Sugary sodas are often seen as an innocuous product, a small part of our global consumer culture.
Marion Nestle looks behind this façade in her book Soda Politics: Taking on Big Soda (and Winning), and reveals a world of major health concerns, corrupt practices, and a global struggle to limit the power of soda giants.
Nestle is excellently suited to the task, having written award-winning books on the intersection of food and policy. Her best known work is “Food Politics: How the Food Industry Influences Nutrition and Health”, in which she exposed how the US food industry (which had revenues of $900 billion in 2000, and now estimates place it at $1.8 trillion) managed to influence public policy, often at the cost of public health. She is also the Paulette Goddard Professor of Nutrition, Food Studies, and Public Health at New York University, as well as Professor of Sociology at NYU and Visiting Professor of Nutritional Sciences at Cornell.
Like her other works, Soda Politics is full of interesting facts that are generally not known, or discussed. For example, the Coca-Cola Company markets 3,500 different products in more than 200 countries and territories, almost the entire world. Aside from the scale and reach of the soda companies, what exactly they sell is also interesting. A regular 355 ml can of Coke or Pepsi contains about ten teaspoons of sugar. This would produce something similar to gulab jamun syrup, which might be okay by the teaspoonful but it would be hard to drink a glass full of it. To offset the sweetness, phosphoric and citric acids are added for flavour and as a preservative, making sodas as acidic as vinegar. The combination of acid – which dissolves tooth enamel – and high sugar content makes sodas a main contributor to tooth decay. Olympic athletes, as frequent consumers of sports drinks, have very high levels of tooth decay. Unfortunately tooth decay is only one of the many negative health effects of sodas, which disproportionally affect the poor, who have limited access to health services.
Soda Politics focuses its attention on three main areas: how big soda companies harm health and the environment, the wide array of techniques the companies use to deflect criticism, and the history and current direction of the advocacy efforts against them.
The global soda disaster
The health issues associated with sugary drink consumption seem endless: obesity, type 2 diabetes, coronary artery disease, stroke, dental disease, bone disease, gout, asthma, cancers, rheumatoid arthritis, behavioural problems, psychological disorders, premature ageing and addiction. Nestle suggests that more evidence is needed to establish the relationship between sodas and many of these conditions, but the evidence connecting sodas to obesity, type 2 diabetes and heart disease is quite strong. Considering the ill effects of these three alone, she suggests that there be limits on consumption.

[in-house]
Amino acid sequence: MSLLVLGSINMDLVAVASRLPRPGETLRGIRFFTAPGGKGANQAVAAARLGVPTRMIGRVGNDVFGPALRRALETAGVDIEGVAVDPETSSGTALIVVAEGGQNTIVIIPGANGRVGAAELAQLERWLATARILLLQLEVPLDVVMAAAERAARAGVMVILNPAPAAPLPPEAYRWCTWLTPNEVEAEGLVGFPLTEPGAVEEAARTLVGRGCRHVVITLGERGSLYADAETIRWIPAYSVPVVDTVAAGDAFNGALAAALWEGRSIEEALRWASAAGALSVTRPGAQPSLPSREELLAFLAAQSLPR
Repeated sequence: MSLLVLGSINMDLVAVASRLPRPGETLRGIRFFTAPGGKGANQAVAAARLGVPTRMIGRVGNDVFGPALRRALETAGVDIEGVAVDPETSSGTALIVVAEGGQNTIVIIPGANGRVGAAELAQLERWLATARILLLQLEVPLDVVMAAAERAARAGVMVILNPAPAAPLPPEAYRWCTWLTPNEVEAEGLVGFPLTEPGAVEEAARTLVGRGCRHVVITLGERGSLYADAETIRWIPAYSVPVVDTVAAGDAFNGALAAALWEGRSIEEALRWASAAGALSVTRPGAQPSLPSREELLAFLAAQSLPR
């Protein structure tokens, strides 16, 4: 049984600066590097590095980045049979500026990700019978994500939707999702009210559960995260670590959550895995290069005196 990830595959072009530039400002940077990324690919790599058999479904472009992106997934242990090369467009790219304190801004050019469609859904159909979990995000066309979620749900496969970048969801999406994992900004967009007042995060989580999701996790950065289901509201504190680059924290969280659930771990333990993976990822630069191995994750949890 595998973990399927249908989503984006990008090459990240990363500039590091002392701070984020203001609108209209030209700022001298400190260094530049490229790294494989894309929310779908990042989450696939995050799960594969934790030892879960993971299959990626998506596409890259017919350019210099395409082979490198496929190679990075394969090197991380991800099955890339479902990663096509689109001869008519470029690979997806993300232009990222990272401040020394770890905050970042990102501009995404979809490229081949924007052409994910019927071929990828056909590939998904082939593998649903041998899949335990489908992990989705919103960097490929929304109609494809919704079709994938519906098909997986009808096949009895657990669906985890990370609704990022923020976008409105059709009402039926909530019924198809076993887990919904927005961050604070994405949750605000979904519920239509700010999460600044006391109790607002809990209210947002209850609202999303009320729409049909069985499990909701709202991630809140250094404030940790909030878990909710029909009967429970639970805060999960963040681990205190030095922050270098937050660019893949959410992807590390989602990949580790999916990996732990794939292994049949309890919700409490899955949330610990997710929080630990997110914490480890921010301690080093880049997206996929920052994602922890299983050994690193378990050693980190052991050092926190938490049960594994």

The list of how big soda harms the environment is also lengthy. As an extraction industry, the soda industry draws on natural resources like water and agricultural land for growing sugar and corn. It transfers the cost of those resources and of cleaning up cans, bottles and other pollution to the general public. This allows the companies to have very low manufacturing costs, which explains their extraordinary profits – big private gains created by offsetting the costs to the public.
The great publicity machine
Nevertheless, despite being responsible for innumerable health, environmental, labour and political problems – labelled as crimes by many – the soda giants enjoy high ratings in international surveys of corporate public approval. The Coca Cola Company was ranked fourth in India. The management of their reputation is the product of a great amount of skill and investment – arguably more is spent on this than any research and development on the main products they sell.
The companies fund a wide variety of activities that range from scientific research to philanthropy. Company-sponsored research predictably discredits the findings of independent studies that link sodas to bad health, while philanthropy and cultural sponsorships buy loyalty. Marketing initiatives target specific groups like children, who are especially vulnerable to advertising. Many advocacy efforts in the United States have focused on stopping soda marketing to children and getting sodas out of schools.
Marketing has also been directed at minorities like African Americans and Latinos, who initially viewed targeted marketing as a sign of their rising socioeconomic status in the United States. Nestle even shows how Coca-Cola played a role in the history of the civil rights movement in the United States. The civil rights movement began in 1960 when the refusal to serve Cokes to four African Americans at a soda fountain became a symbol of inequality. Eight years later, Martin Luther King was killed the day after delivering a speech calling for a boycott of Coca-Cola to protest unfair labour practices. Coca-Cola has ever since made a point of making philanthropic contributions to African American community organisations. In India, Coca-Cola’s targeted public relations and marketing initiatives include partnering with TERI University to create a department of regional water studies and enlisting Bollywood stars for their advertisements.